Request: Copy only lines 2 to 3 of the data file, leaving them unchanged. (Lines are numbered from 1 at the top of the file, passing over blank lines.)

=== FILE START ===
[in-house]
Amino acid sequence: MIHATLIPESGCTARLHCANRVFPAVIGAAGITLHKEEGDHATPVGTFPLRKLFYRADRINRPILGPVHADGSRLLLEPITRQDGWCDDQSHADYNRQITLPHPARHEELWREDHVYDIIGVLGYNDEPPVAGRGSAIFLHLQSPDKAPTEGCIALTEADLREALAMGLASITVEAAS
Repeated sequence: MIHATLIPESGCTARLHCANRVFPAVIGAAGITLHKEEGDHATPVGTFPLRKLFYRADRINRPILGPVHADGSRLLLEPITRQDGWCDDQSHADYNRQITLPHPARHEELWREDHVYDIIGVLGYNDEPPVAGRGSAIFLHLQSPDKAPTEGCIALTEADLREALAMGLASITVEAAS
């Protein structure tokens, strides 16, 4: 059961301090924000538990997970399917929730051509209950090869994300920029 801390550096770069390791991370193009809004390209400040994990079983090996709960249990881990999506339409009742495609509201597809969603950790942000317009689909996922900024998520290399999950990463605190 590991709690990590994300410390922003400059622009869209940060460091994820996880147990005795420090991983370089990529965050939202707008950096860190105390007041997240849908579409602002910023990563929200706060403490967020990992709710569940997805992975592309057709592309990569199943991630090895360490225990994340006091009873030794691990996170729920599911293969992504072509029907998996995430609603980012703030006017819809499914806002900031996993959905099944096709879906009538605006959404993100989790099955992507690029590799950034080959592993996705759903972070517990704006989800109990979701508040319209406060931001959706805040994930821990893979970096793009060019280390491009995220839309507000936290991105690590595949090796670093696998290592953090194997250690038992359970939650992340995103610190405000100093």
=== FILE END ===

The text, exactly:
Amino acid sequence: MIHATLIPESGCTARLHCANRVFPAVIGAAGITLHKEEGDHATPVGTFPLRKLFYRADRINRPILGPVHADGSRLLLEPITRQDGWCDDQSHADYNRQITLPHPARHEELWREDHVYDIIGVLGYNDEPPVAGRGSAIFLHLQSPDKAPTEGCIALTEADLREALAMGLASITVEAAS
Repeated sequence: MIHATLIPESGCTARLHCANRVFPAVIGAAGITLHKEEGDHATPVGTFPLRKLFYRADRINRPILGPVHADGSRLLLEPITRQDGWCDDQSHADYNRQITLPHPARHEELWREDHVYDIIGVLGYNDEPPVAGRGSAIFLHLQSPDKAPTEGCIALTEADLREALAMGLASITVEAAS